11. Kim SJ, Pak K, Chang S. Determination of regional lymph node status using 18F-FDG PET/CT parameters in oesophageal cancer patients: comparison of SUV, volumetric parameters and intratumoral heterogeneity. Br J Radiol 2016; 89: 20150673.
12. Yildirim BA, Torun N, Guler OC, Onal C. Prognostic value of metabolic tumor volume and total lesion glycolysis in esophageal carcinoma patients treated with definitive chemoradiotherapy. Nucl Med Commun 2018; 39: 553-563.
13. Hyun SH, Choi JY, Shim YM, et al. Prognostic value of metabolic tumor volume measured by 18F-fluorodeoxyglucose positron emission tomography in patients with esophageal carcinoma. Ann Surg Oncol 2010; 17: 115-122.
14. Wahl RL, Jacene H, Kasamon Y, Lodge MA. From RECIST to PERCIST: evolving considerations for PET response criteria in solid tumors. J Nucl Med 2009; 50 Suppl 1: 122S-150S.
15. Soydal C, Yüksel C, Küçük ON, et al. Prognostic value of metabolic tumor volume measured by 18F-FDG PET/CT in esophageal cancer patients. Mol Imaging Radionucl Ther 2014; 23: 12-15.
16. Li Y, Lin Q, Luo Z, et al. Value of sequential 18F-fluorodeoxyglucose positron emission tomography/computed tomography (FDG PET/CT) in prediction of the overall survival of esophageal cancer patients treated with chemoradiotherapy. Int J Clin Exp Med 2015; 8: 10947-10955.
17. Chhabra A, Ong LT, Kuk D, et al. Prognostic significance of PET assessment of metabolic response to therapy in oesophageal squamous cell carcinoma. Br J Cancer 2015; 113: 1658–1665.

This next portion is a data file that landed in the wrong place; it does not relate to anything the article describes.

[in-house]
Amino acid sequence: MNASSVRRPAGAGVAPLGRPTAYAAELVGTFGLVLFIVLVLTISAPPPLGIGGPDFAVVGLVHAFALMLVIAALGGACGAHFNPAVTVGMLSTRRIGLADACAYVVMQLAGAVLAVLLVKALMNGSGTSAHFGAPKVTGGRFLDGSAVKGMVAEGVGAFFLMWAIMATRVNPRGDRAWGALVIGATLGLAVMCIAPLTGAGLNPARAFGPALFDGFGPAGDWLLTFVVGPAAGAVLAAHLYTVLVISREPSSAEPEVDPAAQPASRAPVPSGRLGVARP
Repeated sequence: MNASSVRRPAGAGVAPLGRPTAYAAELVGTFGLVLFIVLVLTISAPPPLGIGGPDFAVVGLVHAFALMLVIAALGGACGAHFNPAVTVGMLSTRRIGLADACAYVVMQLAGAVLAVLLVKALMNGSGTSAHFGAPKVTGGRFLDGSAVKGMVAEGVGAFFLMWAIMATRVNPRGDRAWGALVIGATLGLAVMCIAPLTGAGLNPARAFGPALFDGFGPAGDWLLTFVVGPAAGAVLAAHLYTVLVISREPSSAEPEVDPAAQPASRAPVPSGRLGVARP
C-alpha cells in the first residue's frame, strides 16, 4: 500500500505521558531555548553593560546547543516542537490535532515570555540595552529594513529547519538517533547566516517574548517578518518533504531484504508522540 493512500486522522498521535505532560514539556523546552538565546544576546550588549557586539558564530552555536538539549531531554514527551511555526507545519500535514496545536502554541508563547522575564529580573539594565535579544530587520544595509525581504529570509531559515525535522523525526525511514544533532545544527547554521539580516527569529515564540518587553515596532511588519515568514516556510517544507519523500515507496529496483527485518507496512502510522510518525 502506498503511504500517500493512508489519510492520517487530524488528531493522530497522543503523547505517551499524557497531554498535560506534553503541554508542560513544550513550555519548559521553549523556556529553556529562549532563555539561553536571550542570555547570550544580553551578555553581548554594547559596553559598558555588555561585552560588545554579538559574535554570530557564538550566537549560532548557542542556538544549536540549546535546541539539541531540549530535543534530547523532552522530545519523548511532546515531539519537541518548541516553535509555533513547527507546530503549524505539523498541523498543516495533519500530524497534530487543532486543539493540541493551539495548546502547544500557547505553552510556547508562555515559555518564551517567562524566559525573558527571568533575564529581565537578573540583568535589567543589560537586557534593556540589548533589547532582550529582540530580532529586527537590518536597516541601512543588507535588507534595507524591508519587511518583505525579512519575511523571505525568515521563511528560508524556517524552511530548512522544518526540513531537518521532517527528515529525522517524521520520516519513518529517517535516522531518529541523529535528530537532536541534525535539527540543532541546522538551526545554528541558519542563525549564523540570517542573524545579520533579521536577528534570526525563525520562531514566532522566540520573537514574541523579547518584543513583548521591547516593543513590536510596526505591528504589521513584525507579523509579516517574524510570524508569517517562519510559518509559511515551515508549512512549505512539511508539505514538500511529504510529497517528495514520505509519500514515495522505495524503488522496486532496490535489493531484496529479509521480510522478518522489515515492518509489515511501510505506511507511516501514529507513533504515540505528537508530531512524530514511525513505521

18. Schuurbiers OC, Meijer TW, Kaanders JH, et al. Glucose metabolism in NSCLC is histology-specific and diverges the prognostic potential of 18 FDG-PET for adenocarcinoma and squamous cell carcinoma. J Thorac Oncol 2014; 9: 1485-1493.
19. Cerfolio RJ, Bryant AS. Maximum standardized uptake values on positron emission tomography of esophageal cancer predicts stage, tumor biology, and survival. Ann Thorac Surg 2006; 82: 391-395.
Copyright: © Polish Medical Society of Radiology This is an Open Access article distributed under the terms of the Creative Commons Attribution-Noncommercial-No Derivatives 4.0 International (CC BY-NC-ND 4.0). License allowing third parties to download articles and share them with others as long as they credit the authors and the publisher, but without permission to change them in any way or use them commercially.
Quick links
© 2020 Termedia Sp. z o.o. All rights reserved.
Developed by Bentus.
PayU - płatności internetowe